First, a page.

6. Actually I did do the first firing a couple of weeks ago, with an empty kiln to burn off the elements. Also not using wax resist. Does the sulphur dioxide come off all through the firing or only at specific temperatures.
  7. I am firing a bisque in a new L&L kiln with a Vent-sure running. I can at certain times (not exactly sure what temperatures) smell some strong smells that keep me out of the studio. At what specific temperatures are the gasses from a kiln toxic? I have the studio doors and windows open, but I am still concerned.
  8. Thanks to each of you for your teaching. Mark, that makes such sense that they should not fall on each other.
  9. I thought I knew how to do this but now I'm confused about how to position the cones in the clay pack. In the image there is a cone box with an image of a cone pack. It has each cone turned so that it has a sharp edge toward the bend direction. That is how I did the front pack. On the second pack to the left, I did it how I always thought it was to be with the flat face of the cone facing the drop or bend direction. Which way is correct? Second question: I read on this forum that someone said the cone must be angled 8 degrees. I am using a protractor to measure that tip and I am assuming that is referring to the part of the cone facing the bend direction. Not the back of the cone which has more of an angle. Sorry if I am over thinking this. Oh also, how far apart should they be? Thank you.
  10. If "Glazes" applies to their underglazes also, you might consider the Amaco Velvet underglazes. I just finished an online course with Diana Fayt and learned so many great techniques for underglaze decoration on ceramics. Perfect for cone 6. I am making a set of test tiles with all of the colors I have so far and am getting ready to do color blends, similar to what we did in watercolor classes. Great fun.
  11. Thanks for the answers. I pulled out the pdf and am reading it from the beginning. One safety issue was to not wear loose clothing near the kiln. I'm glad I saw that because that is the type of clothing I wear except when throwing. Glad to know that I can stack test tiles. Great suggestion to get the hole making tool. No more spinning the fettling knife, I like that. Now question #3 Is there an inexpensive gage that can go on the kiln or the fused disconnect box that will tell me how much the firing is costing? Thanks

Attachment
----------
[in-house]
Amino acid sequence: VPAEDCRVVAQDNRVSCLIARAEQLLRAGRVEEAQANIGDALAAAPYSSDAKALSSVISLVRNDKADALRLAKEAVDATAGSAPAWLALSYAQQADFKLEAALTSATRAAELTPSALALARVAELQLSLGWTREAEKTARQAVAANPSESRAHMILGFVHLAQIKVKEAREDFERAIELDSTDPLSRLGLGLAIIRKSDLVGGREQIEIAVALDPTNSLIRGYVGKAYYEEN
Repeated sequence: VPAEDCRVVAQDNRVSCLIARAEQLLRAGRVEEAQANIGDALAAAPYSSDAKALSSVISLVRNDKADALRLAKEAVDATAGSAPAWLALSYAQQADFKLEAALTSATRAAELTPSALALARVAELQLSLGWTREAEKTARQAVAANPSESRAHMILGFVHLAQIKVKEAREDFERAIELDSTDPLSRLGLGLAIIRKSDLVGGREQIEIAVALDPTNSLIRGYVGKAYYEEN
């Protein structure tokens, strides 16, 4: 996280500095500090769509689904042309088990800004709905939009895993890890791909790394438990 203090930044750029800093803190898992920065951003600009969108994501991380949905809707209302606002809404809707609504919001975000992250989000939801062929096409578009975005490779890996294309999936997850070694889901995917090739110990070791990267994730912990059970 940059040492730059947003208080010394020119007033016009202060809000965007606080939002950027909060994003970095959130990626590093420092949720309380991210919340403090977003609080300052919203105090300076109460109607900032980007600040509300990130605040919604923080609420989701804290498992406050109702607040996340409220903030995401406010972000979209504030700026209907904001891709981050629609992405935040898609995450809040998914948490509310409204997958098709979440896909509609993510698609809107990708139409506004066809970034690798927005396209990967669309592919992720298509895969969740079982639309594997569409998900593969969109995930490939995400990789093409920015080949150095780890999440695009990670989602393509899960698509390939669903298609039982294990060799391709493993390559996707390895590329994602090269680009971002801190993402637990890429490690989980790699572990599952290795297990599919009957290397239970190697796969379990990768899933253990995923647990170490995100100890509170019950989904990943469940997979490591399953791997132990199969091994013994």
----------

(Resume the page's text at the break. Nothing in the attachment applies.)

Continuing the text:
12. My new L&L 6.8c.f. kiln has been shipped! Thank you Neil Estrick. Now I am overflowing with questions. 1. Do I fire my first test firing with just shelves and posts? Or can I add test tiles to bisque? Or can I do a whole bisque in the first firing. 2. I built these test tile holders with the help of Bob Coyle after I saw them in a post of his. I am experimenting with different sizes to fit nicely on the shelves. Should I bisque fire the tiles in flat piles like in the front of the holders, and how high a stack can I pile them? Then I will glaze fire in the holders. I don't want them to warp in the bisque, but say they were 5 high...would the middle tile be discolored from being sandwiched between the others.
  13. And once it is vented out do these fumes rise or do they linger at the altitude where they come out? Should there be a stack up to the roof line? Do these types of fumes fall?
  14. Yes Mark that was a question I had when I looked at the catalog. According to Benzine above, the 1" can be very wobbly. Are 1 1/2" wobbly also? So perhaps the 2" would be the best choice.